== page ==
So instead of selling BJJ to people with “size doesn’t matter,” tell the truth, teachers. Size does matter. Size matters a lot. What BJJ does is give a small person the tools he or she needs for survival, not for superiority. If I were attacked by a large man tonight, I would probably escape intact, but not unscathed.  If I fought Gabi Garcia or even Luanna Alguizar in a match, I would lose, because guess what? Size matters. People who I’ve met on the mat and then go out with in a social setting are always saying to me: “wow, you’re a lot smaller/shorter than I thought you were.”  What more can a little person ask for when it comes to BJJ?


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20 thoughts on ““Wow, you’re a lot shorter than I thought you were.”

  • Steiny

    Agreed.

    I find the reverse though – here in oz I’m a medium player at 80kg and get frustrated playing with little people (that sounds like an insult but you know what I mean) because I never know with them whether it’s just cos they’re small that I beat them. Try as you like to not use size/limb length I find I can do bizarre moves that shouldn’t work but do on them (at least I don’t think they should work). So – the best thing you could be is small bcos you have little choice but to be good. You can’t bluff it.

    Likewise with fitness. Enduro guys will outdo me often (I’m an office geek), so to win I’ve gotta be technically better. I use this as an excuse to not exercise or watch my diet. The fatter I am the better I have to be!

    • purplekettle

      But that’s exactly what I mean– you can win because you’re bigger and more powerful. Sure, it’s not great for your technique, but you are STILL WINNING over people whose technique is better than yours. That’s where the frustration is born from, haha. Yeah, we don’t have a choice to be good, but we also don’t have a choice about getting squished by guys a lot bigger than us.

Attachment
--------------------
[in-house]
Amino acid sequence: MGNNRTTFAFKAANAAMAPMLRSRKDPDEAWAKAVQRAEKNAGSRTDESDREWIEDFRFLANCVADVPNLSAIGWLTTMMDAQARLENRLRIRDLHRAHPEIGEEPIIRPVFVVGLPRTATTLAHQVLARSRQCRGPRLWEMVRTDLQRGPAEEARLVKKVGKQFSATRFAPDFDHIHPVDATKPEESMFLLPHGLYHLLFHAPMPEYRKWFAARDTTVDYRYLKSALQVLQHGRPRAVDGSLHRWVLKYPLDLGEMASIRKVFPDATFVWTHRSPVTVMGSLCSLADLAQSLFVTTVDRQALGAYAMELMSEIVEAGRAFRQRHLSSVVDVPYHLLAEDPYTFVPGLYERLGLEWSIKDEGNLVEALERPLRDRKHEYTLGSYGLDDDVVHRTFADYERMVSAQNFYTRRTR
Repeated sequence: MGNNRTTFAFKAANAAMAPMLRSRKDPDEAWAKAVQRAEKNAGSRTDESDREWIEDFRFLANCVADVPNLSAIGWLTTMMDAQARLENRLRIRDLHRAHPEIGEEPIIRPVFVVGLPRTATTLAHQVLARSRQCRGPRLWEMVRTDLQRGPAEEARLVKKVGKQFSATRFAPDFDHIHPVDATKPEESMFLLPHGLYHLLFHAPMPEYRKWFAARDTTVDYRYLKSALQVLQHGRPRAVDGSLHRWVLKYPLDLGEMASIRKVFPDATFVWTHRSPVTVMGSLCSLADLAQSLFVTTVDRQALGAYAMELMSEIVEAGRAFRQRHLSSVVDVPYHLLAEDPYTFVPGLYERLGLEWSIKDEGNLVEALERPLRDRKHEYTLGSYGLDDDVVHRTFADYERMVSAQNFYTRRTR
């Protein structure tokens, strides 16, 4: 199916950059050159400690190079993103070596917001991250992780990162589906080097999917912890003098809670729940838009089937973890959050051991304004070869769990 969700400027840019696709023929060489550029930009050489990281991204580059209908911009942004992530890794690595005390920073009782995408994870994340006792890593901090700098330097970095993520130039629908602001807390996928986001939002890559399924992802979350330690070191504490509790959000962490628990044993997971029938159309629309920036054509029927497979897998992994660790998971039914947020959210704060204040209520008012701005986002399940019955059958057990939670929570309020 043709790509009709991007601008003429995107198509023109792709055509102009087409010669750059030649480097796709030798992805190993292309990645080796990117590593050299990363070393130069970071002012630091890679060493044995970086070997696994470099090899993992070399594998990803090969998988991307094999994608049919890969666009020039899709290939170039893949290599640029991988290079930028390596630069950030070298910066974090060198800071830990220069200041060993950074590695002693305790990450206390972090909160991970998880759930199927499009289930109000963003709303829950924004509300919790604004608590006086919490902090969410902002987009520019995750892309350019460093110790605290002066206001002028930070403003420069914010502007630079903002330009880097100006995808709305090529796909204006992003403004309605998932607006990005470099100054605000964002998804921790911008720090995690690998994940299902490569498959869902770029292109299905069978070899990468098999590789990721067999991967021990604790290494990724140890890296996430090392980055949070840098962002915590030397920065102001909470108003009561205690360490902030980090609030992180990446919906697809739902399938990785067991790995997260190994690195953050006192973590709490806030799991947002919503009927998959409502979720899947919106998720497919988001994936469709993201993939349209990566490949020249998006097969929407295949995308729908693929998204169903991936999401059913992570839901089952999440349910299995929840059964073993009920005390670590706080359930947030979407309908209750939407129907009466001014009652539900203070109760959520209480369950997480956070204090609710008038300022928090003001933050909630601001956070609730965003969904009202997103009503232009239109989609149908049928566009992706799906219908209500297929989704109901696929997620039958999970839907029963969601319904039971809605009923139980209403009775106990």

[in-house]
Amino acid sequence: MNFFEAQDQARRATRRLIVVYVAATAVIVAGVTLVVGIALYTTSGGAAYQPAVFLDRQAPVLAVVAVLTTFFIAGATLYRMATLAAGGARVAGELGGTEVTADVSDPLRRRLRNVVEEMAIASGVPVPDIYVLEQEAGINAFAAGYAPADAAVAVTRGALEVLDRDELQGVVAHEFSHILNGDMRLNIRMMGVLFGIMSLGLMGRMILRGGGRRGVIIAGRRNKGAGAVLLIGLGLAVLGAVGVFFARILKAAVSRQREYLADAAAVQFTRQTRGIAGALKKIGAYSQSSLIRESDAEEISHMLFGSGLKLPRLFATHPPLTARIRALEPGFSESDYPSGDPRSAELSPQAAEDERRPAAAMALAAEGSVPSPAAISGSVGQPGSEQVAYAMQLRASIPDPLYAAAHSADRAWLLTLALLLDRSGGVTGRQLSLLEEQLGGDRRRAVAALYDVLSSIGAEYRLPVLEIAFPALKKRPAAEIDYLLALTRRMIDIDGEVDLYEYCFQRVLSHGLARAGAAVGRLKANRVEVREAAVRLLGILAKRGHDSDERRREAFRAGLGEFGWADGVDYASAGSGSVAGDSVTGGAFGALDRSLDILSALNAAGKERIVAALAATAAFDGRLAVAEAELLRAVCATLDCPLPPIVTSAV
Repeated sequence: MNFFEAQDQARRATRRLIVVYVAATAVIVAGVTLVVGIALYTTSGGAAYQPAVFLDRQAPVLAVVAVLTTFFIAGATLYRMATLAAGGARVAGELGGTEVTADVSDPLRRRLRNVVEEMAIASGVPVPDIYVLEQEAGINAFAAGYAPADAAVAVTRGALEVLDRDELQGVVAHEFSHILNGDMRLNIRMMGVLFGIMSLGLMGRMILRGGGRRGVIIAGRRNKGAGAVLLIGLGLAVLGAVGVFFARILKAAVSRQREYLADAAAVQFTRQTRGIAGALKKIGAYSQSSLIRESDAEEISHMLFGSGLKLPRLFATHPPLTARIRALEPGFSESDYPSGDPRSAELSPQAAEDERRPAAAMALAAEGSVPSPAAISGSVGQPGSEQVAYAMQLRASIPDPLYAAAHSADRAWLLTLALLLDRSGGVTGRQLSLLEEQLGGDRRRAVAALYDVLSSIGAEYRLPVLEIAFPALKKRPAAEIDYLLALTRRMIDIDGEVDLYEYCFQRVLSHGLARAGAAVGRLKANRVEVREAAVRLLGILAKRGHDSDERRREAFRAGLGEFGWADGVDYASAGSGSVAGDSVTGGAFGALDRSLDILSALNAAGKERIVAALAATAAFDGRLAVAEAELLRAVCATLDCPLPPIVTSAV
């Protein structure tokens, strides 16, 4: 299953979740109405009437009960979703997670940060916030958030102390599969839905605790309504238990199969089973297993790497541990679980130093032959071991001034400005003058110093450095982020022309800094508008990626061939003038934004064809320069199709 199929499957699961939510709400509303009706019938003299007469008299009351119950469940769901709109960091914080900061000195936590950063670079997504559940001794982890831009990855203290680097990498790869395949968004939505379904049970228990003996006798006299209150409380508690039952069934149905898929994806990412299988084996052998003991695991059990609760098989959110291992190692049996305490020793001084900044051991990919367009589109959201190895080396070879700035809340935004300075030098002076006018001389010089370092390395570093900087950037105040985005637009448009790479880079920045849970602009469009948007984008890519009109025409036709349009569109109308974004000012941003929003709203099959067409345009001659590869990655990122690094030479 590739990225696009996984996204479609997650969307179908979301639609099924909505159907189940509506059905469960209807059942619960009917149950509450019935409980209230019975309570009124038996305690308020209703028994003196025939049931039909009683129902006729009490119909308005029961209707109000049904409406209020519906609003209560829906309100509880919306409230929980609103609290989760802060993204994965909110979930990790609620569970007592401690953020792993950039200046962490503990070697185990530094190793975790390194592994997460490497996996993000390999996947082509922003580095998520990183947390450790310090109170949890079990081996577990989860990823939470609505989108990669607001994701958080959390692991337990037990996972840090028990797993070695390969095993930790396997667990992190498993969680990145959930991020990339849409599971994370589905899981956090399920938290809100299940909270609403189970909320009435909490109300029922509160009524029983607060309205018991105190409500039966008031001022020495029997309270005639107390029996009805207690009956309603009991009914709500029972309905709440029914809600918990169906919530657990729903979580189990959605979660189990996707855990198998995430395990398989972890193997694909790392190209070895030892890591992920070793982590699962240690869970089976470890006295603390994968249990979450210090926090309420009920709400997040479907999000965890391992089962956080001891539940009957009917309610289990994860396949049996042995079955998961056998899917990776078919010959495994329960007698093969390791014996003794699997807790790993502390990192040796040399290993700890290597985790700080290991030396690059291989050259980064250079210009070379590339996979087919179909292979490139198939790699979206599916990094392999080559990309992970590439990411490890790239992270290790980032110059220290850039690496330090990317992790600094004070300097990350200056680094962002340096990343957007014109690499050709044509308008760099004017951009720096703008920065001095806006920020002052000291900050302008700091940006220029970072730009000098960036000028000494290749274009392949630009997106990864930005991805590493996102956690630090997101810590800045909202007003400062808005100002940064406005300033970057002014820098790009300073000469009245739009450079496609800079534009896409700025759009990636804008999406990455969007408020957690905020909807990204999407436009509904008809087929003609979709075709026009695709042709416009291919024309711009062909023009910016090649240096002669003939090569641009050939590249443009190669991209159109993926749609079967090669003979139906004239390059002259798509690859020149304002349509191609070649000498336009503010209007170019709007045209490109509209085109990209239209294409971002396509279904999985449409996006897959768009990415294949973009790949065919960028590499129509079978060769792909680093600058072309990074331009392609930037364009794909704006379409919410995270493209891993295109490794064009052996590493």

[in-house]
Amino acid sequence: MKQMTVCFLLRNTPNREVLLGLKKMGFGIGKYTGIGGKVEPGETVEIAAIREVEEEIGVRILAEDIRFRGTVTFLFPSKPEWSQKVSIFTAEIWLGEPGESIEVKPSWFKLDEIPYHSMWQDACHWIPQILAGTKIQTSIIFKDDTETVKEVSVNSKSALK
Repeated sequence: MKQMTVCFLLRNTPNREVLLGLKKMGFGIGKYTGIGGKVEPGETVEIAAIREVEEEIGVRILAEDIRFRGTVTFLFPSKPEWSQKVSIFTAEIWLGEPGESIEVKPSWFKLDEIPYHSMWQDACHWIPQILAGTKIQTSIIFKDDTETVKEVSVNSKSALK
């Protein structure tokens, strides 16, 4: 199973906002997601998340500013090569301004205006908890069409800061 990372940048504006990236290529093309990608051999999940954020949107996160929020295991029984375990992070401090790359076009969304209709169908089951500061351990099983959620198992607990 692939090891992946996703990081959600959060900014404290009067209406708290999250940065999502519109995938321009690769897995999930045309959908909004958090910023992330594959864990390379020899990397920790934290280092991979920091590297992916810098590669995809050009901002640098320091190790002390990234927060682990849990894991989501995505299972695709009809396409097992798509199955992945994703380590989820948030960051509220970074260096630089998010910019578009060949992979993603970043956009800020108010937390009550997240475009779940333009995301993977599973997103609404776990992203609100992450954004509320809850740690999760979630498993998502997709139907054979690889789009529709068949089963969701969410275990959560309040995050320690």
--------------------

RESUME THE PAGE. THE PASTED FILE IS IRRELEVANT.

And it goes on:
• Steiny

        Depends on what you mean by winning. I win the match, but against smaller dudes it’s cos I’m bigger. It’s like winning an arm wrestling match against my wife, not much glory or satisfaction in it. For what it’s worth I’d rather be tiny and taking on Goliath, when you win it’s because you’re good – not because your parents were from Viking stock.

        I’ve always been a fan of the perspective never pick on someone smaller than yourself. Besides douchey, you can only lose – even if you win.

        I wondered a while ago withi whether you could equate best levels with weight advantage. Not a linear scale as you progress through the belts but it seemed to me after 12 months a belt was ‘worth’ about 10kg of advantage…. Not sure if I still think that but thought it might be worth the question

    • Anonymous

      That’s a pretty unfair comparison. Yes, both large and small have disadvantages, but they’re hardly comparable. Pitting “I don’t know if I REALLY won.” against “I get tired, frustrated, demotivated, hurt and embarrassed”…it’s just wrong, and I say this as a large framed, tall, heavy, strong woman who knows what it’s like to be the big hulking strong one, and the weaker, smaller player.

      • Steiny

        I suppose I’m just trying to look on the bright side of it. In terms of learning the art itself, if you have the mental strength, being small is actually an advantage.

        I understand the frustration , my wife is 5’1 and weighs nothing. I see what she goes through every night on the mats.

        Sorry I didn’t mean to offend, I’m just looking for the positives..

      • Steiny

        I thought I might also add: there are two people that come to mind for me at my gym. Both blue belts, one a 250lb athletic male the other a 60kg female. The male I can keep up with if I’m having a reeeeally good day. The female were about even I’d say.

        The levers and strength the male has to play with are crazy. I recognize I need to modify my game so the failing is mine when passing and his far leg just tractor beams me back in.. I remember once thinking ‘wtf how is that even possible’? Other times it’s just bench press out of situations. In the end I just shrug and go yeah well just becase god gave you the body doesnt impress me.